• 8.
    Watcharinyanon, Somsakul
    et al.
    Linköping University, Department of Physics, Chemistry and Biology, Semiconductor Materials. Linköping University, The Institute of Technology.
    Johansson, Leif I.
    Linköping University, Department of Physics, Chemistry and Biology, Semiconductor Materials. Linköping University, The Institute of Technology.
    Xia, Chao
    Linköping University, Department of Physics, Chemistry and Biology, Semiconductor Materials. Linköping University, The Institute of Technology.
    Virojanadara, Chariya
    Linköping University, Department of Physics, Chemistry and Biology, Semiconductor Materials. Linköping University, The Institute of Technology.
    Ytterbium oxide formation at the graphene-SiC interface studied by photoemission2013In: Journal of Vacuum Science & Technology. A. Vacuum, Surfaces, and Films, ISSN 0734-2101, E-ISSN 1520-8559, Vol. 31, no 2Article in journal (Refereed)
    Abstract [en]

    Synchrotron-based core level and angle resolved photoemission spectroscopy was used to study the formation of ytterbium (Yb) oxide at the graphene-SiC substrate interface. Oxide formation at the interface was accomplished in two steps, first intercalation of Yb into the interface region and then oxygen exposure while heating the sample at 260 degrees C to oxidize the Yb. After these processes, core level results revealed the formation of Yb oxide at the interface. The Yb 4f spectrum showed upon oxidation a clear valence change from Yb2+ to Yb3+. After oxidation the spectrum was dominated by emission from oxide related Yb3+ states and only a small contribution from silicide Yb2+ states remained. In addition, the very similar changes observed in the oxide related components identified in the Si 2p and Yb 4f spectra after oxidation and after subsequent heating suggested formation of a Si-Yb-O silicate at the interface. The electronic band structure of graphene around the (K) over bar -point was upon Yb intercalation found to transform from a single pi band to two pi bands. After Yb oxide formation, an additional third pi band was found to appear. These pi bands showed different locations of the Dirac point (E-D), i.e., two upper bands with E-D around 0.4 eV and a lower band with E-D at about 1.5 eV below the Fermi level. The appearance of three pi-bands is attributed to a mixture of areas with Yb oxide and Yb silicide at the interface.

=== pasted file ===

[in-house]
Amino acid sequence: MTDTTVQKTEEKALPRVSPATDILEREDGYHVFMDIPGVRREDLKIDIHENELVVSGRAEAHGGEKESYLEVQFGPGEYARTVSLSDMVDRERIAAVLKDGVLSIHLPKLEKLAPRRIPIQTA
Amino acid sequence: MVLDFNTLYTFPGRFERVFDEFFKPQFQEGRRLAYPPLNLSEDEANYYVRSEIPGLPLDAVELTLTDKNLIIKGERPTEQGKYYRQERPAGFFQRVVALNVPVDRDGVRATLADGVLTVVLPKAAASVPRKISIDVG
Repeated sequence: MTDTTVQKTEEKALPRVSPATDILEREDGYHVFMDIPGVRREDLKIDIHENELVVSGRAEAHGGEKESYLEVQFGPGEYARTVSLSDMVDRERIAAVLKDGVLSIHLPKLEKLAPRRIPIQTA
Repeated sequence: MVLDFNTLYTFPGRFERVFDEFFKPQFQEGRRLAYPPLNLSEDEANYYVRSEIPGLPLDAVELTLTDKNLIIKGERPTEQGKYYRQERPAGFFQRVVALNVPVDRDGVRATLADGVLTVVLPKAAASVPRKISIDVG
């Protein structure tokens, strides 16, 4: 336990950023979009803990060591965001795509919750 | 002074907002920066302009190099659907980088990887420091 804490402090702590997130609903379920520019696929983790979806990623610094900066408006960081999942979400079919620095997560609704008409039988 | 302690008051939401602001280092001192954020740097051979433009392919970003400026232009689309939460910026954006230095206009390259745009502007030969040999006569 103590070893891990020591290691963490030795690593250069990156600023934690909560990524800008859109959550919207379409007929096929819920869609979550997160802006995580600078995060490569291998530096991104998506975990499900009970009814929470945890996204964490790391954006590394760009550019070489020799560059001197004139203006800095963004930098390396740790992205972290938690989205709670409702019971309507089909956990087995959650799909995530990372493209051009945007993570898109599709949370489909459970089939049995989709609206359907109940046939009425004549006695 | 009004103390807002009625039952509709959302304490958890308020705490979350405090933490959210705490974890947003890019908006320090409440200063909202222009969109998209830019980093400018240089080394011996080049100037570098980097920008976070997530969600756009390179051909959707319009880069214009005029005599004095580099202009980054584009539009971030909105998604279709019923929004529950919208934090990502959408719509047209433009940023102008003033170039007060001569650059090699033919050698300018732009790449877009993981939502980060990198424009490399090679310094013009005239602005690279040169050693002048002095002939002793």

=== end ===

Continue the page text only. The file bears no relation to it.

• 9.
    Watcharinyanon, Somsakul
    et al.
    Linköping University, Department of Physics, Chemistry and Biology, Semiconductor Materials. Linköping University, The Institute of Technology.
    Xia, Chao
    Linköping University, Department of Physics, Chemistry and Biology, Semiconductor Materials. Linköping University, Faculty of Science & Engineering.
    Niu, Yuran
    Lund University, Sweden.
    Zakharov, Alexei A.
    Lund University, Sweden.
    Johansson, Leif I
    Linköping University, Department of Physics, Chemistry and Biology, Semiconductor Materials. Linköping University, Faculty of Science & Engineering.
    Yakimova, Rositsa
    Linköping University, Department of Physics, Chemistry and Biology, Semiconductor Materials. Linköping University, Faculty of Science & Engineering.
    Virojanadara, Chariya
    Linköping University, Department of Physics, Chemistry and Biology, Semiconductor Materials. Linköping University, Faculty of Science & Engineering.
    Soft X-ray Exposure Promotes Na Intercalation in Graphene Grown on Si-Face SiC2015In: Materials, ISSN 1996-1944, E-ISSN 1996-1944, Vol. 8, no 8, p. 4768-4777Article in journal (Refereed)
    Abstract [en]

    An investigation of how electron/photon beam exposures affect the intercalation rate of Na deposited on graphene prepared on Si-face SiC is presented. Focused radiation from a storage ring is used for soft X-ray exposures while the electron beam in a low energy electron microscope is utilized for electron exposures. The microscopy and core level spectroscopy data presented clearly show that the effect of soft X-ray exposure is significantly greater than of electron exposure, i.e., it produces a greater increase in the intercalation rate of Na. Heat transfer from the photoelectrons generated during soft X-ray exposure and by the electrons penetrating the sample during electron beam exposure is suggested to increase the local surface temperature and thus the intercalation rate. The estimated electron flux density is 50 times greater for soft X-ray exposure compared to electron exposure, which explains the larger increase in the intercalation rate from soft X-ray exposure. Effects occurring with time only at room temperature are found to be fairly slow, but detectable. The graphene quality, i.e., domain/grain size and homogeneity, was also observed to be an important factor since exposure-induced effects occurred more rapidly on a graphene sample prepared in situ compared to on a furnace grown sample.